RCMP investigating threats to mayor of Maple Ridge

Maple Ridge Mayor Nicole Read has curtailed public appearances while the RCMP investigates credible information related to a personal threat to her safety. 

The city said the mayor has been the target of online harassment in recent months and most recently it was provided with "credible information" that relates to a "personal threat to the mayor's safety." 

Read has missed several meetings.

"Mayor Read is hopeful she can resume her duties soon. This has been a very difficult time for the mayor and her family," said Ted Swabey, chief administrative officer for the City of Maple Ridge in a statement. 

The RCMP is not providing specifics about the investigation, other than no charges have been laid. 

City councillors were only notified of the situation last week, but Coun. Craig Speirs said it wasn't hard to see something was going on. 

"It was pretty obvious to me since the mayor had some police escort that something was going on," he said, referring to a day nearly a month ago. 

Speirs said while taking heat is part of the job, he believes Read has attracted much more negative feedback because  of her gender.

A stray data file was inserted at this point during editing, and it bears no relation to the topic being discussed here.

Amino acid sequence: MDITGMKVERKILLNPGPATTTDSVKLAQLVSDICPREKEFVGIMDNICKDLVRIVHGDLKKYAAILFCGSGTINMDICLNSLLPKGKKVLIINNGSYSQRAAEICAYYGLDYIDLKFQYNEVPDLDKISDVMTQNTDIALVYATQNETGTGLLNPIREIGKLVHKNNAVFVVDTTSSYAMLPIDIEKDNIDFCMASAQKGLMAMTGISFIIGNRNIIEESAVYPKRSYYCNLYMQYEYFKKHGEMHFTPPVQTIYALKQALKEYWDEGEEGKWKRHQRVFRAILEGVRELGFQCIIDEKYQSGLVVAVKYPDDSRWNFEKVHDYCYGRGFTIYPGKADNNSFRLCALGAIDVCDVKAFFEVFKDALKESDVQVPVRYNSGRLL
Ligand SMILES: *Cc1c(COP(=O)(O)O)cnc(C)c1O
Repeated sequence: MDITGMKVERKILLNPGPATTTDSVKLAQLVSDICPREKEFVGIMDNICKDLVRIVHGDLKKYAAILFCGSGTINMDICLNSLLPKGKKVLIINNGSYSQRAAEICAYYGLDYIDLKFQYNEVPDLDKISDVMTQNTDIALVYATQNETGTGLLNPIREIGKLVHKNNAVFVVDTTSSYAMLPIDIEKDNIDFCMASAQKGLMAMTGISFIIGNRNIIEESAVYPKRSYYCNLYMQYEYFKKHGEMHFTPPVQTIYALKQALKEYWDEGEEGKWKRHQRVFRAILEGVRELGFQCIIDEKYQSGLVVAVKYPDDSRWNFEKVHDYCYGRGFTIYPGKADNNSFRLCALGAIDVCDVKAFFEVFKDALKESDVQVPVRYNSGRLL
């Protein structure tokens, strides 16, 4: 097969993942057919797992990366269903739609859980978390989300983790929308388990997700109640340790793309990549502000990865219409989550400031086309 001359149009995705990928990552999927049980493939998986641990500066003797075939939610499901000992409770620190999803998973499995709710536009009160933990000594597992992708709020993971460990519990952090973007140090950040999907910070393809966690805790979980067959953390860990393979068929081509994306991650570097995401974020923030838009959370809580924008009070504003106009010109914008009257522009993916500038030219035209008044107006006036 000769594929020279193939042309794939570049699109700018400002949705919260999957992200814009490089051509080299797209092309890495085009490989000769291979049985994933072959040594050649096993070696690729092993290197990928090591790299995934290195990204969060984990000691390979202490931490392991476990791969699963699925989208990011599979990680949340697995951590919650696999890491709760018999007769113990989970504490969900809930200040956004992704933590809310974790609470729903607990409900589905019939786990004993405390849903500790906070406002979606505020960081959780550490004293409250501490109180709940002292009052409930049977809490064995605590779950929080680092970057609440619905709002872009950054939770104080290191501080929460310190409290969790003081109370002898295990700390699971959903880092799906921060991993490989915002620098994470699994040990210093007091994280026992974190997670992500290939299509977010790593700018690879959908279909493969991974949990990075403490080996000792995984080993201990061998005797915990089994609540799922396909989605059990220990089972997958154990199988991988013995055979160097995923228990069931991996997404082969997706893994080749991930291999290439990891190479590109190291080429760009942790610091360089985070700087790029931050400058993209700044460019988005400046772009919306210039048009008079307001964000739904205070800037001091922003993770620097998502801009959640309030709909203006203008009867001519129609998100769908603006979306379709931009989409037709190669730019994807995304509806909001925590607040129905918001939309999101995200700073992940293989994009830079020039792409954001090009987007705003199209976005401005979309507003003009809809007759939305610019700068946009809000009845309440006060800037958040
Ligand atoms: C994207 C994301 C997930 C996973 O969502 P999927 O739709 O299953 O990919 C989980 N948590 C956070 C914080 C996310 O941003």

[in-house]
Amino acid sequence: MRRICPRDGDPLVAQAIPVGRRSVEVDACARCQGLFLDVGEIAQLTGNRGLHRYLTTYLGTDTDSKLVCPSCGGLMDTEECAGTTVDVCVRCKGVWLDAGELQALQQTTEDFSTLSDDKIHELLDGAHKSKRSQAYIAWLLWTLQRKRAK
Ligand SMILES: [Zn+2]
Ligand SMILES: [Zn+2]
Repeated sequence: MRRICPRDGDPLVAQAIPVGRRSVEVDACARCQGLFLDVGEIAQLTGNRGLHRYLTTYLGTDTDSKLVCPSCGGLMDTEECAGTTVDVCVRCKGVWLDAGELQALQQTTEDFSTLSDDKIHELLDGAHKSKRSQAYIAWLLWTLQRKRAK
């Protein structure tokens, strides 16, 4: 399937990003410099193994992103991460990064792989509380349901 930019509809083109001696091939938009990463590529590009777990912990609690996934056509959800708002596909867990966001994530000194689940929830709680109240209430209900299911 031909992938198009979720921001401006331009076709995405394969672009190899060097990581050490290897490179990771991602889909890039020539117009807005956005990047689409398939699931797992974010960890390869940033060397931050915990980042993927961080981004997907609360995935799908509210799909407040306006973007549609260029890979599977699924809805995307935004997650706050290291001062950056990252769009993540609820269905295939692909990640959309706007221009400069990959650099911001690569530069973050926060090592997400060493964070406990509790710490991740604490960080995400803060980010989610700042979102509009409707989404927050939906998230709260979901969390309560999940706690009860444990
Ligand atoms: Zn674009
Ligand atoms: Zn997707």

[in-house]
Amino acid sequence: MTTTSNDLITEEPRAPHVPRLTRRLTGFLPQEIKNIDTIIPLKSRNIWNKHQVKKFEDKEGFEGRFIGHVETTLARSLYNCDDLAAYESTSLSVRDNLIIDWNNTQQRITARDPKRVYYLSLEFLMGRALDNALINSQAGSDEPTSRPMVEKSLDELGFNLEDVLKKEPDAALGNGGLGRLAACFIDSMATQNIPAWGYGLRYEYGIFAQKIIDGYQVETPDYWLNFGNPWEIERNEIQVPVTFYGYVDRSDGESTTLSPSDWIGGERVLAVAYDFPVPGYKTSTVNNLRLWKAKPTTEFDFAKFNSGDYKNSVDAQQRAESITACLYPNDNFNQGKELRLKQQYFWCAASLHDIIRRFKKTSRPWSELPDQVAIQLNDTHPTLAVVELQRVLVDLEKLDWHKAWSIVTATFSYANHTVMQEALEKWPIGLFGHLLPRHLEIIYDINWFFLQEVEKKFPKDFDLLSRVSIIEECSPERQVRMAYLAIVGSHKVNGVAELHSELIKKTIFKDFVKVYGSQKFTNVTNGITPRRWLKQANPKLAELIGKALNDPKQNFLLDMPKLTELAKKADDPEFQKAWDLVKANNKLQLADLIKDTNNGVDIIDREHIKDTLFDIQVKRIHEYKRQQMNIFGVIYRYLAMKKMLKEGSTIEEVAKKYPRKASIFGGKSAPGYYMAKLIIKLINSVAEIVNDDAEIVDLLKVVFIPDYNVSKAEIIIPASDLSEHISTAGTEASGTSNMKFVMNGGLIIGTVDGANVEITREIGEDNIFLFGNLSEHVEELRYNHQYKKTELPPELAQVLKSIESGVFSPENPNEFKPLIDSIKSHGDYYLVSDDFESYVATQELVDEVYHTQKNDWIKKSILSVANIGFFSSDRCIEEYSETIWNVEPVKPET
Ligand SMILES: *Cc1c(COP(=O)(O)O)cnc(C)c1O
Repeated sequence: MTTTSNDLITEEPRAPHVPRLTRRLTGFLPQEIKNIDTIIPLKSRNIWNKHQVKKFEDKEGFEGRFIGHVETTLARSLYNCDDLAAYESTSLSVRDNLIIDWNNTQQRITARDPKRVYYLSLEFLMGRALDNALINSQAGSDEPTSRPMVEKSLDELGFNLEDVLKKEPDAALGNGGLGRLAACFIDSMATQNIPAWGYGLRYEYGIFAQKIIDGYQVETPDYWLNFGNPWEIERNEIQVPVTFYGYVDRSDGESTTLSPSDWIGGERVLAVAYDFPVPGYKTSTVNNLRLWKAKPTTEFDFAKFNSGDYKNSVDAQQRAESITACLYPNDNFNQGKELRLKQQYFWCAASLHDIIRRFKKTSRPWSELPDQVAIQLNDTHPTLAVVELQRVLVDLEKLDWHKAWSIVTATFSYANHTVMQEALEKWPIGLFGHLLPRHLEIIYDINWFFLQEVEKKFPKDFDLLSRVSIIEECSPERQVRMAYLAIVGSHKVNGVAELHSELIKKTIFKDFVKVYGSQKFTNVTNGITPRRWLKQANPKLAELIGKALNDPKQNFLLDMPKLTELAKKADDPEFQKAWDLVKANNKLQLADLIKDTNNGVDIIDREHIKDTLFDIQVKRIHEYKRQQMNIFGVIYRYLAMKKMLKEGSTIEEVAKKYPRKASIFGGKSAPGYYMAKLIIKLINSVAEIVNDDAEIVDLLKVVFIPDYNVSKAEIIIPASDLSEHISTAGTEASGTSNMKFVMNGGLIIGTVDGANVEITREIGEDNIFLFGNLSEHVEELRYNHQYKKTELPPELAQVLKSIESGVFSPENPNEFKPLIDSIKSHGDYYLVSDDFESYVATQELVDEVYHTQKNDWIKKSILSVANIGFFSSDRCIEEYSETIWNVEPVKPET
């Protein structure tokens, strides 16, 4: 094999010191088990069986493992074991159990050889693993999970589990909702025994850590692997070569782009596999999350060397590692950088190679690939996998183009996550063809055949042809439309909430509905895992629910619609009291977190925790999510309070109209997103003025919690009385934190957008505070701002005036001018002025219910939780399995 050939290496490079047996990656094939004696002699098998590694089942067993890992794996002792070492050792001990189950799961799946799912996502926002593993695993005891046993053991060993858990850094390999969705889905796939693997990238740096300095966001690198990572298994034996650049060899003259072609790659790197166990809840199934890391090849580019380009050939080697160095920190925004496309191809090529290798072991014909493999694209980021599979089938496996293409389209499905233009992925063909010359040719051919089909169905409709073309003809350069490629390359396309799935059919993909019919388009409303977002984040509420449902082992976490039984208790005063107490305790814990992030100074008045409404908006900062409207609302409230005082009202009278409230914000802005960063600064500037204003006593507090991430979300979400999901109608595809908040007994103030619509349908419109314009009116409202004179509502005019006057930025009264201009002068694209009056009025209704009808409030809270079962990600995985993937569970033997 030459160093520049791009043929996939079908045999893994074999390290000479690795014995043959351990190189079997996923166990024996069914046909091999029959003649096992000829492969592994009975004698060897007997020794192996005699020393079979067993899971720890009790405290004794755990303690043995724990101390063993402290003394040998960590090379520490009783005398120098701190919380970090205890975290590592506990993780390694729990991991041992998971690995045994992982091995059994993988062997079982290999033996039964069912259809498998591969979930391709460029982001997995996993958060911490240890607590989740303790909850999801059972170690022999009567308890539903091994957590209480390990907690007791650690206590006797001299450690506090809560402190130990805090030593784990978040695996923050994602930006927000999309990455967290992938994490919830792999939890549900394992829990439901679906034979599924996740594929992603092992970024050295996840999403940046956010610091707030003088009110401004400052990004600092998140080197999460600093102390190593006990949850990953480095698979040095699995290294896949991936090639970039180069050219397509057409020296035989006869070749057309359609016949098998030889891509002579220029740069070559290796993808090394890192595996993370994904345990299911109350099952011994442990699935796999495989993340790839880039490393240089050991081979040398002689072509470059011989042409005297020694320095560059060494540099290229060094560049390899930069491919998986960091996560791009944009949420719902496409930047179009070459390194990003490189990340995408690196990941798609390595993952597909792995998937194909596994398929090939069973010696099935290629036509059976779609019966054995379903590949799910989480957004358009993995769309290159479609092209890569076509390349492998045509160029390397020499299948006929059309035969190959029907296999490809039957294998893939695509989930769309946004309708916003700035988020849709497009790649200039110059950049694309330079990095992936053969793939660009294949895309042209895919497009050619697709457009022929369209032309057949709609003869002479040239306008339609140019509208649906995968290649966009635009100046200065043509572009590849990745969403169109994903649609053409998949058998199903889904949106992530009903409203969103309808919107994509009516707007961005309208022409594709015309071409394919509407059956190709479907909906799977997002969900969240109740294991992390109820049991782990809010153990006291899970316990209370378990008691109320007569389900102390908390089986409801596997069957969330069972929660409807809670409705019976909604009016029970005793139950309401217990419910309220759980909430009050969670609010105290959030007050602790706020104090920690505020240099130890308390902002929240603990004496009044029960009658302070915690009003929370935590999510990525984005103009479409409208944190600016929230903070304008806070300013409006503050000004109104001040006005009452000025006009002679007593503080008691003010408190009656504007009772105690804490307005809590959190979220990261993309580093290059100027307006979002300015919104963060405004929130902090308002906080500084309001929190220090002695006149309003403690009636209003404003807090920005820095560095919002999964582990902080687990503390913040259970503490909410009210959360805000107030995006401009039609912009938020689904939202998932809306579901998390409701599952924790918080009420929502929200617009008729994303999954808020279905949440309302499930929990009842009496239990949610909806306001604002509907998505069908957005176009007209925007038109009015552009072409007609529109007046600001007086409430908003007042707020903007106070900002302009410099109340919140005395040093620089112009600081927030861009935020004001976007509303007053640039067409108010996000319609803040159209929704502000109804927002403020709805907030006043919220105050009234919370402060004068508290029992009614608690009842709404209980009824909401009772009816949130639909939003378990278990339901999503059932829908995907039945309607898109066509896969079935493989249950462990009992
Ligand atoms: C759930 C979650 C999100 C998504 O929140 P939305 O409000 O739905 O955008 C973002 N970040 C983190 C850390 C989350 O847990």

"I think there is a lot of misogyny in play here, just the way it has played out. You can tell, it has gotten kind of weird," he said.

"People seems to react a different way to a man than a woman, when a person takes a strong stance and that's what I've seen play out time and again with Nicole. It has not been very pleasant for her," he said.

"It has been horrible to watch happen." 

Speirs said he sympathizes with the mayor and encourages the public to engage in democratic discourse, rather than hateful bashing online. 

"At the end of the day, we are an example to our next generation. So, if they see us being mean and nasty then they will be ... it's not very good. People look really bad on this. I think we need to change our approach."

Gordon Price, who served six terms as a city councillor in Vancouver, said, before, people had time to rethink their hateful comments.

"Before, it required picking up a pen and mailing a letter, and you had time to change your mind,"

But nowadays, with online commenting, a second thought isn't given, he said.